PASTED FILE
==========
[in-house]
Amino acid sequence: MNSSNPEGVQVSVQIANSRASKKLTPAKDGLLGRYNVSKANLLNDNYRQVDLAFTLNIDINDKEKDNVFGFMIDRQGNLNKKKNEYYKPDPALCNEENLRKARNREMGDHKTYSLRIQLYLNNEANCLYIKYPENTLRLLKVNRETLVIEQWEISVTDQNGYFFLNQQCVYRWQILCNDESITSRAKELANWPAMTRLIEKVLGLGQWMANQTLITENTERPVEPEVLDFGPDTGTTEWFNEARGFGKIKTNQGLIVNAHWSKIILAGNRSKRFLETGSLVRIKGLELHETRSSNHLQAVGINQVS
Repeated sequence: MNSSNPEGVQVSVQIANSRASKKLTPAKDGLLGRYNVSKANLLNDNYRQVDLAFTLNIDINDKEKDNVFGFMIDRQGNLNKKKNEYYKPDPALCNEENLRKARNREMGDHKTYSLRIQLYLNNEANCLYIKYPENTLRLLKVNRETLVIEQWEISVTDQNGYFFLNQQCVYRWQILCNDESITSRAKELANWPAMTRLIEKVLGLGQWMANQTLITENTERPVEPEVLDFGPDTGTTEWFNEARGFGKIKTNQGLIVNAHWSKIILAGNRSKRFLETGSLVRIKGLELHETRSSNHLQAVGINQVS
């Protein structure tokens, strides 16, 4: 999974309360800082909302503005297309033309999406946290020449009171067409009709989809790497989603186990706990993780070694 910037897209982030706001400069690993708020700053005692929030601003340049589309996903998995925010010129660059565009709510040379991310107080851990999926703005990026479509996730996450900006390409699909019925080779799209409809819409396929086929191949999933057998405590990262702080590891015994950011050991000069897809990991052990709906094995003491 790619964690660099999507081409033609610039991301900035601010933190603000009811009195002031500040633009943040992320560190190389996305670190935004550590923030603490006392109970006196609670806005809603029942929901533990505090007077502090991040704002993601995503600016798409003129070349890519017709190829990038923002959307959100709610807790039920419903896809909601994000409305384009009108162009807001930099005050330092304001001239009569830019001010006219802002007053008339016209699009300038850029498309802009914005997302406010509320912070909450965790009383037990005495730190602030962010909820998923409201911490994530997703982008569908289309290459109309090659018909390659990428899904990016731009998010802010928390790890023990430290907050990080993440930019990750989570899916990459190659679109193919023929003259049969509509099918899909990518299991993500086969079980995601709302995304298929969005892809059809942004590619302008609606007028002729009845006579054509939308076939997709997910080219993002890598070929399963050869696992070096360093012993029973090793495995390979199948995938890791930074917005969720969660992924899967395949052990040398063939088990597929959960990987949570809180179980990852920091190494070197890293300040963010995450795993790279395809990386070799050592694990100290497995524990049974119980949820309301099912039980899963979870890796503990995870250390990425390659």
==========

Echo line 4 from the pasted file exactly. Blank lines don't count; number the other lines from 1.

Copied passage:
């Protein structure tokens, strides 16, 4: 999974309360800082909302503005297309033309999406946290020449009171067409009709989809790497989603186990706990993780070694 910037897209982030706001400069690993708020700053005692929030601003340049589309996903998995925010010129660059565009709510040379991310107080851990999926703005990026479509996730996450900006390409699909019925080779799209409809819409396929086929191949999933057998405590990262702080590891015994950011050991000069897809990991052990709906094995003491 790619964690660099999507081409033609610039991301900035601010933190603000009811009195002031500040633009943040992320560190190389996305670190935004550590923030603490006392109970006196609670806005809603029942929901533990505090007077502090991040704002993601995503600016798409003129070349890519017709190829990038923002959307959100709610807790039920419903896809909601994000409305384009009108162009807001930099005050330092304001001239009569830019001010006219802002007053008339016209699009300038850029498309802009914005997302406010509320912070909450965790009383037990005495730190602030962010909820998923409201911490994530997703982008569908289309290459109309090659018909390659990428899904990016731009998010802010928390790890023990430290907050990080993440930019990750989570899916990459190659679109193919023929003259049969509509099918899909990518299991993500086969079980995601709302995304298929969005892809059809942004590619302008609606007028002729009845006579054509939308076939997709997910080219993002890598070929399963050869696992070096360093012993029973090793495995390979199948995938890791930074917005969720969660992924899967395949052990040398063939088990597929959960990987949570809180179980990852920091190494070197890293300040963010995450795993790279395809990386070799050592694990100290497995524990049974119980949820309301099912039980899963979870890796503990995870250390990425390659």